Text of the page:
Take a few moments to pray before you write anything.  Ask God to clearly show you areas of your life where changes are needed.  Then please respond honestly to the following questions.  I highly suggest that you write out your answers because it will help you organize your thoughts.

1. Why do we always feel so reluctant to evaluate our personal and spiritual lives?

2. Are there certain sins in your life that you commit regularly or habitually, sins that perhaps you have tried to excuse or shrug off saying, “That’s just the way I am”? [Name them one by one]
  • _________________________________________________________________
  • _________________________________________________________________
  • _________________________________________________________________
  • _________________________________________________________________
3. Has the Holy Spirit been convicting you about these things?  Do you know for a fact that God wants you to repent of them and to turn them over to Him to receive His forgiveness and cleansing?
Yes    No    I’m not sure  (Circle one)

4. What are the factors that have been holding you back from being fully surrendered to God in these areas of weakness and defeat?  [Be specific] _______________________________________________________________________

5. Are you now ready to turn these areas completely over to the Lord and ask Him to give you complete victory over the sins which have been robbing you of joy and side-tracking you in your service for Him?  If so, then write out your prayer to the Lord, confessing these things as sin, committing them to Him once and for all, claiming His promises of complete forgiveness and of His divine enabling, so that you can finally begin to walk in victory rather than in defeat.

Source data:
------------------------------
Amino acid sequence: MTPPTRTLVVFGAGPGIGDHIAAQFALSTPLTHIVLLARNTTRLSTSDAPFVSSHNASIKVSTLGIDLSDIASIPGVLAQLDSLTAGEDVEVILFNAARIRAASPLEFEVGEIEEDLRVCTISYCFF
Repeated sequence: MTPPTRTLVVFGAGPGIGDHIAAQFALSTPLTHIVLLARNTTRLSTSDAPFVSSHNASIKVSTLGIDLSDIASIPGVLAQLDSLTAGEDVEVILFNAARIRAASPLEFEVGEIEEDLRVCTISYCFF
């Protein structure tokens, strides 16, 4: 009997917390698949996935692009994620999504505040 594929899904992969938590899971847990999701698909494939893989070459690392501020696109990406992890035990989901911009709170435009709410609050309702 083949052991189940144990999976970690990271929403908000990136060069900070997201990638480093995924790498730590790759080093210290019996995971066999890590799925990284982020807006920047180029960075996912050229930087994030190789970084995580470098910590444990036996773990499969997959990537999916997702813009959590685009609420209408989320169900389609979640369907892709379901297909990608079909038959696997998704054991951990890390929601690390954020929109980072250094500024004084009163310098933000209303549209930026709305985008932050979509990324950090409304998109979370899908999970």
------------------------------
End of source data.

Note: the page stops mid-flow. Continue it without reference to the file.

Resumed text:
“Dear Lord Jesus…

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About Me

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Since 1994 I have been the pastor of Sellwood Baptist Church in Portland, OR. Before that I was a missionary in South Brazil for many years. Until just recently I have also served as a police chaplain with the Portland Police Bureau. Now, however, God has a new assignment for us. My wife and I have been appointed with WorldVenture and are preparing to move to Ireland to help plant a new church in Sligo, a small city in NW Ireland. I'm married to Ramel, a crazy, beautiful redhead that I love more than life itself. We have three great kids, Jonathan, Chris, and Simoni who have given us ten wonderful grandchildren. We are truly blessed.